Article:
(ModernSurvival.org) – Drowning is a common cause of death in the United States. In order to prevent drowning, it’s crucial for a person to know how to survive in water, even if they can’t swim.
According to the CDC, roughly ten people die per day (3,536 per year, on average) in drowning accidents unrelated to boating. Over 300 additional drowning deaths occur per year in boating incidents.
Water survival doesn’t depend on a large-scale disaster, either natural or man-made. Without the ability to swim effectively, being submerged in a pool or body of water is an everyday survival situation in itself. Even normal activities such as attending a pool party or going out on a boat can become deadly if a non-swimmer finds themselves in the water without a float or life preserver.
Fortunately, there’s one critical skill that can help non-swimmers survive being submerged.
Overcome the Fear of Water
Many adults who can’t swim have a fear of water. Fortunately, it’s possible to overcome this fear, and it’s also essential to survival. Panicking increases the risk of drowning for a frightened person in the water.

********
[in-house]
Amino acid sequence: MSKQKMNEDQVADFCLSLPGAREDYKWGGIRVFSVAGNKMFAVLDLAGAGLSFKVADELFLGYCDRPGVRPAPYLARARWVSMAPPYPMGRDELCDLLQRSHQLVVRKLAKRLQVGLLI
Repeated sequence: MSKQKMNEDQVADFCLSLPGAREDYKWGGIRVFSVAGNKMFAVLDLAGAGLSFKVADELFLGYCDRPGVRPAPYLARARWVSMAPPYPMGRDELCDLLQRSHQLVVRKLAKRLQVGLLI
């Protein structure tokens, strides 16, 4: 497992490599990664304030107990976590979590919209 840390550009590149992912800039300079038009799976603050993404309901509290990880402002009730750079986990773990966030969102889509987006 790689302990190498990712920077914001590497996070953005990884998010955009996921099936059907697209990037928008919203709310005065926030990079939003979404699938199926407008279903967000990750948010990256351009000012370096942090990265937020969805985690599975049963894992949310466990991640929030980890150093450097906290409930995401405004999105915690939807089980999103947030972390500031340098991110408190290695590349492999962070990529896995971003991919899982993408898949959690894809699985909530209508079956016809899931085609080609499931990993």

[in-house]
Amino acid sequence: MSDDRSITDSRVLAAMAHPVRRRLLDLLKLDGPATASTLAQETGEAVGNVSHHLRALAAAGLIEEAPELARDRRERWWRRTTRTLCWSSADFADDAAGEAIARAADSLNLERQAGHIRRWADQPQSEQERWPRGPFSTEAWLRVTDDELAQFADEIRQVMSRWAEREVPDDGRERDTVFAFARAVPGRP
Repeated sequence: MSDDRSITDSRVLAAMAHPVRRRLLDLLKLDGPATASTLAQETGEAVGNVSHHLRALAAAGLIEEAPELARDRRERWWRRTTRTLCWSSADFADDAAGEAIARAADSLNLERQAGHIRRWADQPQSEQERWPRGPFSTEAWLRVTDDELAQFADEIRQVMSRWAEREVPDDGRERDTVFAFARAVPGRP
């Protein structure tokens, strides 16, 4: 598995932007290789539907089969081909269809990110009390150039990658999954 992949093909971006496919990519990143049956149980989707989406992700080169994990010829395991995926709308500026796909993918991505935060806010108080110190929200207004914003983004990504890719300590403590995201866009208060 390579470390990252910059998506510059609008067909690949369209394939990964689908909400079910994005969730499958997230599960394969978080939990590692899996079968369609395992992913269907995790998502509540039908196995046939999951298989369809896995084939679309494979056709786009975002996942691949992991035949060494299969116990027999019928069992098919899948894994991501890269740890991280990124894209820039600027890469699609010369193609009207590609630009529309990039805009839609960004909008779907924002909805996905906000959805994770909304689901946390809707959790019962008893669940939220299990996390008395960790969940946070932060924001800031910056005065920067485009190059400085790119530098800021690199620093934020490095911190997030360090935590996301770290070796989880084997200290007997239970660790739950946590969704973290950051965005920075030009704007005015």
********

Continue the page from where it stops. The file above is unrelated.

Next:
In the following video, Coach Mike from Swimming Lessons shares some survival tips for non-swimmers who find themselves in a deep body of water. Take a look:
Here are three basic survival tips to help non-swimmers survive in the water until help arrives:
- Do not struggle, panic or thrash. Raising or waving the arms above the water actually raises the risk of drowning.
- According to Coach Mike, the only parts of the body that must remain above water at all times are the nose and mouth. Relax the arms and legs and lay back with ears submerged and face out of the water.
- Take a deep, calming breath to fill the lungs. Keep breathing steady and avoid panting or gasping. Controlled breathing will help the body float.
A major part of surviving in the water is learning how to properly hold breath. Take a look at our article about how to hold your breath the right way for more details.
~Here’s to Your Survival!
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